Senate Adopts Food Safety bill
By Miryam Ehrlich Williamson
In the wake of this year’s spate of food-borne illnesses, the Senate on Tuesday morning passed the most comprehensive food safety bill since the 1930s.
S. 510, the FDA Food Safety Modernization Act, grants new regulatory authority to the Food and Drug Administration, charges food producers with responsibility for maintaining safety of the food supply, and for the first time institutes inspection rules and safety standards for imported foods.
The House of Representatives passed a similar bill in July 2009 and sent it to the Senate, where it languished until now. Angered by the Senate’s delay, in Jul 2010 Rep. John Dingell (D-MI15) wrote
This is the most awesomely frustrating thing I’ve ever undergone. Seventy-six million people are sickened by bad food in this country every year, 300,000 go to the hospital and 5,000 die. And the Senate sits on this bill like a hen on an egg.
The Senate vote was 73-25, giving optimists cause to hope that cooperation may be making a comeback on the chamber floor.
As is the way of the Senate, the bill came up adorned with 18 proposed amendments, some unrelated to food safety. One had to do with removal of an obnoxious paperwork requirement tucked into the health care bill that nobody will hate to see go away. Another relieved small farms with mainly local customers and sales less than $500,000 a year from the proposed law’s paperwork and inspection requirements.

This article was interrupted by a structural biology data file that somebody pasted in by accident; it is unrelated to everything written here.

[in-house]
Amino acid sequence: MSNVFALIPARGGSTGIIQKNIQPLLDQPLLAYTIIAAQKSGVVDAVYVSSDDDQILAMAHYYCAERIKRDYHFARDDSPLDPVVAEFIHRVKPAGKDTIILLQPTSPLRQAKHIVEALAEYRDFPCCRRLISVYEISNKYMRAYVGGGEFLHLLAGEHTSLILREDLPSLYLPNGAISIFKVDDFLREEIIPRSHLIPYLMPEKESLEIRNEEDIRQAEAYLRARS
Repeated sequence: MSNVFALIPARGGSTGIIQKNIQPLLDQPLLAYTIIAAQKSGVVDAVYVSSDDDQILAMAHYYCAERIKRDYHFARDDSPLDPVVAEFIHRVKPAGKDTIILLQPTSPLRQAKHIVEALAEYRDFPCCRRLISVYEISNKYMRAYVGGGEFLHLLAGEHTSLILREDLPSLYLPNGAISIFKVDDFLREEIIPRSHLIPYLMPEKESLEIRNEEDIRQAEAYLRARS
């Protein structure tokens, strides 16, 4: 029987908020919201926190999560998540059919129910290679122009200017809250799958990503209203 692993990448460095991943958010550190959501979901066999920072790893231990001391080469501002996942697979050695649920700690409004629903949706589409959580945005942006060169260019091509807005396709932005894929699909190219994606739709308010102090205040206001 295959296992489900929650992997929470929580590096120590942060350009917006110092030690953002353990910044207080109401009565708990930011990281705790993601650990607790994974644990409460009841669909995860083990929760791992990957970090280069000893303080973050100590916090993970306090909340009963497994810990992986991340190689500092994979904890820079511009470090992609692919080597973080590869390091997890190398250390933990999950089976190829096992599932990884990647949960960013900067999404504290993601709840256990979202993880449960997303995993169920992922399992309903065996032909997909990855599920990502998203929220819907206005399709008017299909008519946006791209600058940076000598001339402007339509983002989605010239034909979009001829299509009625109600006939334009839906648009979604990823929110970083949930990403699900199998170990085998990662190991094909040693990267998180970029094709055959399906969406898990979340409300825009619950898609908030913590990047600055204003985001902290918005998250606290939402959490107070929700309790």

It’s too soon after the vote to determine which of the 18 survived, but these two are the most likely — and the most friendly to truly small enterprises.
The House bill, while not specifically exempting farms that do business locally and at farmers’ markets, instructed the FDA to take into account their specific needs, which would have opened the door to regulations that would do the same thing the Senate amendment proposes.
Since the two bills differ on some points, the possibility exists that the measure won’t make it through a conference committee convened to adjust the language. But indications are that the House leadership will push for acceptance of the Senate version, thereby speeding the bill on its way to the President’s desk for his signature. There is no doubt he will sign.